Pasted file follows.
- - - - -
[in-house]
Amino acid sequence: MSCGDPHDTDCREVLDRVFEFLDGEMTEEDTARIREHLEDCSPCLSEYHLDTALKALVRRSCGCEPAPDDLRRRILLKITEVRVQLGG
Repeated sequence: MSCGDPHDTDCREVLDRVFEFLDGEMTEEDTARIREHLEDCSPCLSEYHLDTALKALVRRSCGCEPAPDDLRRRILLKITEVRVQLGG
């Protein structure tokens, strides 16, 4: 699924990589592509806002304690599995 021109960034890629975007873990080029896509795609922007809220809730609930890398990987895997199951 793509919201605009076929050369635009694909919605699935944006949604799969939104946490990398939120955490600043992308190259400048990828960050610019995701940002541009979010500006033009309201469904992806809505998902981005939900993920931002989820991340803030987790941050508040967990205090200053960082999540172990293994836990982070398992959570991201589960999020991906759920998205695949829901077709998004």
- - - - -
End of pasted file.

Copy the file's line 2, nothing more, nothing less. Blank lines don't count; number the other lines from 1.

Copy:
Amino acid sequence: MSCGDPHDTDCREVLDRVFEFLDGEMTEEDTARIREHLEDCSPCLSEYHLDTALKALVRRSCGCEPAPDDLRRRILLKITEVRVQLGG